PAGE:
Tue. Jul 16th, 2024

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EP Review: The Meeting Tree – R U A Cop

2 min read

Formed in response to an exhausting sold-out national tour as members of Inner West hip-hop collective One Day, The Meeting Tree is the hyperactive artistic lovechild of Jackie Onassis producer Raph ‘Mr Sydney’ Lauren and DJ/singer/multi-instrumentalist Joyride. The elusive duo first manifested on Instagram, building and engaging an audience by asking the single, poignant question: r u a cop? The pair used their account predominantly to express their distrust of authoritarian figures, and to present their highly scientific analysis of Chet Faker’s cop status, whose penchant for woollen headgear in 30 degree heat is a clear indication that the fellow Australian is, in fact, a cop. The Meeting Tree have recently released their debut EP, R U A Cop, a virulent and paradoxical combination of the best elements of hip-hop, pop and electronica, described cryptically by the outfit as “a long, luscious and uplifting truth bomb”.

The Meeting Tree r u a copOpener Don’t Care is an infectious experiment in apathetic bravado, while First Place Pt. 1 takes the pair’s strangely endearing obnoxiousness to stratospheric heights. With Joyride’s distinctively silky voice crooning over magnetic Raph-crafted accompaniment (“boy, I fucked your girlfriend… and given the chance I’ma do it again…”) it’s no surprise that she went home with them.

The EP’s title track is a horn-heavy, party banger awash with whistles that could only belong to overconfident rookies, or the rambunctious revellers that have nicked them. ARIA award winner Adamio Hyde of Peking Duk lends his turn up talents to the track, and its notorious music video, whose repeated refrain “hey kids, what’s up? I’m tryna get high in the club” could find a perfect home on the page of infamous twitter personality ‘Not A Cop’.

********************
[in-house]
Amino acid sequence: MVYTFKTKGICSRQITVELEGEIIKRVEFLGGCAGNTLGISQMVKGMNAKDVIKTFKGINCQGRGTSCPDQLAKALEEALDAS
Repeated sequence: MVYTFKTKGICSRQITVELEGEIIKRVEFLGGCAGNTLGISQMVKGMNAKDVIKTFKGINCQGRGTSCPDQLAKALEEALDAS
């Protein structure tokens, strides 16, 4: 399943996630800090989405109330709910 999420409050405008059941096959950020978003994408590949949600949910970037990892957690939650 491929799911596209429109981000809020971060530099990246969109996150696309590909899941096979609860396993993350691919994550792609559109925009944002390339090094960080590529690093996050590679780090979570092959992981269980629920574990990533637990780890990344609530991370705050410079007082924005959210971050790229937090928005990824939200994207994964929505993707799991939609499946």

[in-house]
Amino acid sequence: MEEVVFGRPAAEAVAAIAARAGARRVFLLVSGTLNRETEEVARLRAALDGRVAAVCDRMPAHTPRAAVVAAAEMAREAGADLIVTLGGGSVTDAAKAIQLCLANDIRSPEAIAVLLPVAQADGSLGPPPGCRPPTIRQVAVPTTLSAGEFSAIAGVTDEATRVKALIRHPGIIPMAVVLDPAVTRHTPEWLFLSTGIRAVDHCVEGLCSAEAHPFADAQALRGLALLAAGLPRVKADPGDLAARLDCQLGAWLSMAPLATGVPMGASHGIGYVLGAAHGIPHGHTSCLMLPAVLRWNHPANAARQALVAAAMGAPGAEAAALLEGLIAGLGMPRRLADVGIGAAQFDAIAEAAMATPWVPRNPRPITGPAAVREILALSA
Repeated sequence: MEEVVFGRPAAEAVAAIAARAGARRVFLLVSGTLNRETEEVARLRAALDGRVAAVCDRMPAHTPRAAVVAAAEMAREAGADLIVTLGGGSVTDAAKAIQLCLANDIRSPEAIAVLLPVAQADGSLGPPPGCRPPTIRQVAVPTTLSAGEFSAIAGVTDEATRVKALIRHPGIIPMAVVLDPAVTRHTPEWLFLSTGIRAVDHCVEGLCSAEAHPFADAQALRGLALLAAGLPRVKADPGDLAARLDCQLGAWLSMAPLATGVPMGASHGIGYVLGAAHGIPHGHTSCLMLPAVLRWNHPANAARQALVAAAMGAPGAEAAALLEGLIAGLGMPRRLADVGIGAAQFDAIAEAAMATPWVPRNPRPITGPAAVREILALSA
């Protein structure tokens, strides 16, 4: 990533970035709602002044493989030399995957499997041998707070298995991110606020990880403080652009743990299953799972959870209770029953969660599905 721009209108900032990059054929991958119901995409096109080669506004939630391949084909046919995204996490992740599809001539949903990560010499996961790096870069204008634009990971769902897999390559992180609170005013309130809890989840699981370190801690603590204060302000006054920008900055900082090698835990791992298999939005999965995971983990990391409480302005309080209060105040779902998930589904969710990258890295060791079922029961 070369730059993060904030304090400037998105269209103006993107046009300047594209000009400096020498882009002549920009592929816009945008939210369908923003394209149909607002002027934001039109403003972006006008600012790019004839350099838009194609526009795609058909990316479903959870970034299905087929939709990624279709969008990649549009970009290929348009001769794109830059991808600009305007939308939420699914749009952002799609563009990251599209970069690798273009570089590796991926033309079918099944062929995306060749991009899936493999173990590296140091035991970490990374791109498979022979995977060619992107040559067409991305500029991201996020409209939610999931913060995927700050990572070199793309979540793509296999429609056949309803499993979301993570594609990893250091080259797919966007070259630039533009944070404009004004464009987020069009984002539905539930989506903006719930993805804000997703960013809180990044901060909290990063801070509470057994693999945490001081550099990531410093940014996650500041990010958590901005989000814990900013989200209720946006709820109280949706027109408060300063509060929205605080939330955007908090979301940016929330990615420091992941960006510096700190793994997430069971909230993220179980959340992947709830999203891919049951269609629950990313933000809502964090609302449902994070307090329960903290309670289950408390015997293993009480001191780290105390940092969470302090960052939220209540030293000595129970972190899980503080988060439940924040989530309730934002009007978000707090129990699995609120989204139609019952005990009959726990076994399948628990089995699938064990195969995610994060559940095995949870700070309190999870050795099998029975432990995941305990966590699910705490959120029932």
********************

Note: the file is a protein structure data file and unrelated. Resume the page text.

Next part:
The pair reprises the sexual audacity of First Place Pt. 1 in the aptly titled First Place Pt. 2, while the erratic light show that would surely accompany Vous et Moi at any Marrickville warehouse party is easily imagined. And if there were any universe in which you could describe The Meeting Tree’s music as ‘pastoral’ it would be in the heavy-eyed soundscapes of Travelling Bear Blues.

R U A Cop is absurd and somehow charmingly obnoxious. The duo’s offhand wit and nonchalance is buoyed by a tapestry of dexterous beats, velvety melodies, talent and charisma that simultaneously begs not to be, but needs to be, taken seriously.